Making a career in music and the arts is tricky in the best of times. These days, the struggle is surreal. Here’s our latest check-in with a few players on Chicago’s music scene where, to quote a famous Chicago soul singer, “Only the Strong Survive.”
Marc Vitali: We first met Nnamdi Ogbonnaya rehearsing in his basement studio. It was just before his Pitchfork Music Festival debut in 2018.
This time Nnamdi met us outside with just a guitar and a looper pedal.
Nnamdi Ogbonnaya, musician: Even though I have more time, it’s just harder to get things done.
Just the uncertainty of when I’ll be able to do the things I want to do. Just a looming anxiety, a looming fear, but still trying to remain consistent in my work.
Vitali: That work earned him an opening slot on tour with Wilco – but the Wilco tour is now postponed.
Nnamdi’s new album “Brat” comes out this week, but the record release show at Lincoln Hall has been canceled.
Ogbonnaya: All of these tours and events, like South by Southwest was one of the first big events to get canceled, and you just kind of watched the trickle effect of all these musicians I know, their gigs were getting canceled. A lot of people I know are out of jobs right now, which is very stressful.
Vitali: Nnamdi’s labelmate on the local Sooper Records is a rising Chicago singer named Kaina.
Kaina is still scheduled to make her Pitchfork Music Fest debut in July.
She’s staying home now, so we spoke to her musical partner, Sen Morimoto.
Sen Morimoto, Sooper Records: Our tour was canceled. We had a duo tour planned together to go down to Texas together for South by Southwest, but obviously because of COVID-19 it’s not going down anymore. Music’s the same as freelance anything. You just got to pray the money’s still coming in for rent.
It’s kind of a tricky time for everybody.
Vitali: Just west of Chicago in Berwyn, there’s a different challenge.
A new owner bought the respected music venue Fitzgerald’s in early March. And then he had to shut it down.
Will Duncan, Fitzgerald’s Nightclub: Well the first week was incredible. I love this place and to take this project on, to collaborate with the Fitzgerald’s family on a seamless transition, to keep the place running for our regular guests. It’s a dream come true for me.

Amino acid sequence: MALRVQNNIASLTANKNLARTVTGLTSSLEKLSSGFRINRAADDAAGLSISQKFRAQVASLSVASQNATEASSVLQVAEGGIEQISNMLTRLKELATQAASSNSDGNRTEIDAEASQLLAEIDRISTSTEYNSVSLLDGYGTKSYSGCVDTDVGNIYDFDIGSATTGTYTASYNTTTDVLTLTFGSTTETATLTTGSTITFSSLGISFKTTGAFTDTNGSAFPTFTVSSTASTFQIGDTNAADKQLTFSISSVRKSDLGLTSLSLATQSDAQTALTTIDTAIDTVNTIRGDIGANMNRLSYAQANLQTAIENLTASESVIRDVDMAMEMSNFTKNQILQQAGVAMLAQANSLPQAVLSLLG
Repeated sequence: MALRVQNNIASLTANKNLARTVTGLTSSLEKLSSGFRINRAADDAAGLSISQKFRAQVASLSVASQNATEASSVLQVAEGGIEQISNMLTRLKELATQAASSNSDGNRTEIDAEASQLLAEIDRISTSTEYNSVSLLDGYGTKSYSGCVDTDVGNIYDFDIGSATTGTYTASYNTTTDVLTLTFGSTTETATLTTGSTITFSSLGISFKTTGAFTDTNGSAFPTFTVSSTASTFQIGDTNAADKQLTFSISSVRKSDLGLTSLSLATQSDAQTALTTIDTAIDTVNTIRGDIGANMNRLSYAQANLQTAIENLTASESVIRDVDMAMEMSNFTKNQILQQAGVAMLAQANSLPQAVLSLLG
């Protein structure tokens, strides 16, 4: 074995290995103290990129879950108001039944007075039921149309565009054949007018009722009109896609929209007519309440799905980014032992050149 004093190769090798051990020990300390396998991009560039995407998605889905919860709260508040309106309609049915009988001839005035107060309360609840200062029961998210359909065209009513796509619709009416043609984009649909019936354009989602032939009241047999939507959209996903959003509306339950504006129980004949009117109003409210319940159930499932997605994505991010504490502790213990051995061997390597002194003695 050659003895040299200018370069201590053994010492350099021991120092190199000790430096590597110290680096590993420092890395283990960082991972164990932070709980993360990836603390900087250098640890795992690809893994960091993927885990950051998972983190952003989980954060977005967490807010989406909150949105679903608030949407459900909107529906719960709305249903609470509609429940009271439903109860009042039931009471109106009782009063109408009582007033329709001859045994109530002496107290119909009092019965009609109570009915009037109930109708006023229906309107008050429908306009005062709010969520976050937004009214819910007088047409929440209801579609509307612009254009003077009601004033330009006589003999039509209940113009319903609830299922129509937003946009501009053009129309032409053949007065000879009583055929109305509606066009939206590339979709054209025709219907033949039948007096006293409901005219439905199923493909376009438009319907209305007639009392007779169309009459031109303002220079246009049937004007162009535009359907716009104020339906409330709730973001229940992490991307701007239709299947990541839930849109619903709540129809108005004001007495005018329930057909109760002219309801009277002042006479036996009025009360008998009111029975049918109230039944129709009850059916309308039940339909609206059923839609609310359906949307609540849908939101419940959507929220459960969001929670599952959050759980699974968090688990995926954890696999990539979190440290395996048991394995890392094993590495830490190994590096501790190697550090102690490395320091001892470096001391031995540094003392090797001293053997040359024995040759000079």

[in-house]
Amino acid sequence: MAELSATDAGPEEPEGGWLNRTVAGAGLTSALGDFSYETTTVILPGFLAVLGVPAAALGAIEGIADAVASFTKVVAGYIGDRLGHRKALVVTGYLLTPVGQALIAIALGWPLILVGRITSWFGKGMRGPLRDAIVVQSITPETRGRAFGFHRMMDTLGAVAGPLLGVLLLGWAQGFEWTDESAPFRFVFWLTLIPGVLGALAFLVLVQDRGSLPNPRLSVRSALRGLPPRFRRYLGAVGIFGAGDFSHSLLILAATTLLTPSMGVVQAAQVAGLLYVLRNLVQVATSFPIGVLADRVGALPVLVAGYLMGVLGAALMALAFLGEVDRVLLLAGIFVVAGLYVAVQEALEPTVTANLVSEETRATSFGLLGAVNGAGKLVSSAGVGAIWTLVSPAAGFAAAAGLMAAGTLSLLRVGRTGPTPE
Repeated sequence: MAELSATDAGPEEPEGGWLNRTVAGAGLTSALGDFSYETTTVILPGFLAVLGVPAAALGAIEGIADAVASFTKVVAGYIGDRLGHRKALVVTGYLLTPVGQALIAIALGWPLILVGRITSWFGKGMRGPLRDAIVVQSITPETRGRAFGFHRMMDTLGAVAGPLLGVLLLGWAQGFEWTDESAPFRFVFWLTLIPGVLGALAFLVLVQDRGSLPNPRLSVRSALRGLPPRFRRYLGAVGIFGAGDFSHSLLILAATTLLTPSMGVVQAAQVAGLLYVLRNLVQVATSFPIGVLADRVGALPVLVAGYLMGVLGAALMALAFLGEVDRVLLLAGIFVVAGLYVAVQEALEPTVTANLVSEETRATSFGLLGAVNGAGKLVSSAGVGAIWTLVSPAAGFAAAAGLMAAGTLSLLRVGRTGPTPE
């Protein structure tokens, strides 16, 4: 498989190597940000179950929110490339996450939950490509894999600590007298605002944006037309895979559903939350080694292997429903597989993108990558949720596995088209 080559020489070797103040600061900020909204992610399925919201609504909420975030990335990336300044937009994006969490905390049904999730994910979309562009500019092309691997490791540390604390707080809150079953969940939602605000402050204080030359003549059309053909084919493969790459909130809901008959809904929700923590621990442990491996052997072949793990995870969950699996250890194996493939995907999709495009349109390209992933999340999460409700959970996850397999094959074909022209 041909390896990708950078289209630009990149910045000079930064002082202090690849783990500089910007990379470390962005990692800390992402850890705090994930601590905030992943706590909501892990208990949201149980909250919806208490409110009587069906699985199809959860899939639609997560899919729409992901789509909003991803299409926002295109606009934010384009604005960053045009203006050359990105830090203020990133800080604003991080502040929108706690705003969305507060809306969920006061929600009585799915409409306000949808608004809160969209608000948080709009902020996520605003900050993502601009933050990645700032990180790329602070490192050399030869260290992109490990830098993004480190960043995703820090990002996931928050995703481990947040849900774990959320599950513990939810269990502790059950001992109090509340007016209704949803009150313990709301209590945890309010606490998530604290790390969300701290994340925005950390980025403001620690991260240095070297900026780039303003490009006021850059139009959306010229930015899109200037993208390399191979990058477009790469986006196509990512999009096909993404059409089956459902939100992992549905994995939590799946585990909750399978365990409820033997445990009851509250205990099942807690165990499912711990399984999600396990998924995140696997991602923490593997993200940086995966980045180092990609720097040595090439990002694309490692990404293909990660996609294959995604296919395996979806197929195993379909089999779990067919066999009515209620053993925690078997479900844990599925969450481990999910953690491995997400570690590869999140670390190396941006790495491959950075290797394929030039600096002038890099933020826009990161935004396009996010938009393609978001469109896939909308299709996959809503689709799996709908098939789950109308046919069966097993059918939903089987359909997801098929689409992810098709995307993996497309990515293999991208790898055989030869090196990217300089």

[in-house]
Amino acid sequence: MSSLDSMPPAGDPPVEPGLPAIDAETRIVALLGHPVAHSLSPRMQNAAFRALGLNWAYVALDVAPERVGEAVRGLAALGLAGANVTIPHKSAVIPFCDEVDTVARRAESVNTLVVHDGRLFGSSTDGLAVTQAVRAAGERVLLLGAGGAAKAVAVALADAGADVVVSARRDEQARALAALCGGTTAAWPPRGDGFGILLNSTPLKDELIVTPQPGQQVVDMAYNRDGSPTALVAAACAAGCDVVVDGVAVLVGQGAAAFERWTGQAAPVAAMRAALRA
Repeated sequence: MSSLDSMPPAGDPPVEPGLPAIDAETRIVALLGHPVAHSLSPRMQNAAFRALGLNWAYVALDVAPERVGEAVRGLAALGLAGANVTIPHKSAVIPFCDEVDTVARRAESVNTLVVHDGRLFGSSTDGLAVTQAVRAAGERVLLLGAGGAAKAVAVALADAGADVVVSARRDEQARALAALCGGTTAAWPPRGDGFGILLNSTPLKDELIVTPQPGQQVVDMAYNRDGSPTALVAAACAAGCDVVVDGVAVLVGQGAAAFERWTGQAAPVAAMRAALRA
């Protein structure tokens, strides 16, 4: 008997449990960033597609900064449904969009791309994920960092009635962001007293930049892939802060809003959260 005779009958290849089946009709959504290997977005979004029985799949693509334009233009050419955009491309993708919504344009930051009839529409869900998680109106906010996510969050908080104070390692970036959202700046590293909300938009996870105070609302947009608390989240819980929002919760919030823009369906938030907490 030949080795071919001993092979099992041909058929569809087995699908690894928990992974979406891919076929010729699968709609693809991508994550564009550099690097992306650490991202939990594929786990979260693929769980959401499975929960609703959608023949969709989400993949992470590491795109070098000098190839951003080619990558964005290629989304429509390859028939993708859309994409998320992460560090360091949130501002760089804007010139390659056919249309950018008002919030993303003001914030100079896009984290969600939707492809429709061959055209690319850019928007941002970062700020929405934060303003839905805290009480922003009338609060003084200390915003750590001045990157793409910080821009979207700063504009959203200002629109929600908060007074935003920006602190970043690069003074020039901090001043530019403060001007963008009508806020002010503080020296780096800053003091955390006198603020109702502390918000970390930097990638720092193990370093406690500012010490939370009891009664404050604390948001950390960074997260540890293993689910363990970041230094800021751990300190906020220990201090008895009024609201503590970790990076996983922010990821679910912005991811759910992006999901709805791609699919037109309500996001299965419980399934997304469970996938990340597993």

And we were open about a week until recent events.
Vitali: Now the 40-year-old club is shut down for deep cleaning and inventory.
Duncan: I don’t think anybody could’ve predicted this particular set of circumstances, but you know being ready for hardship and being able to pivot and adapt is part of what I think being a small business owner is all about.
Vitali: One person currently missing Fitzgerald’s is the man who runs the weekly open mic night.
He met us at his home to play a song he composed – before the rain chased us onto his porch.
Jack Swain, musician: Fitzgerald’s is a great place. I’m sorry we’re on hiatus right now.
Just like everyone else I’m just staying at home and trying to keep to myself as much as possible. I have my daughter who lives here with me.
She’s just finishing medical school. She’s about to move to her residency which is gonna be in New York, which is right in the heart of all this coronavirus stuff.
Vitali: Whatever the demands of making music in a time of pandemic, the players find solace in each other.
Ogbonnaya: I think it’s just important to stay in communication with friends and family. It’s been helpful for me to FaceTime and chat with people.
Morimoto: Stay positive, talk to friends everyday, call your family.
We’ll get through it together.
Fitzgerald’s is launching a stay-at-home concert series this weekend.
And that song we mentioned earlier, “Only the Strong Survive”: That was the biggest solo hit by Jerry Butler, who later became commissioner of Cook County.
Video: Jack Swain sings his composition “Lonely Town,” and Nnamdi Ogbonnaya performs “Flowers to My Demons” from his upcoming record “Brat” on Chicago’s Sooper Records.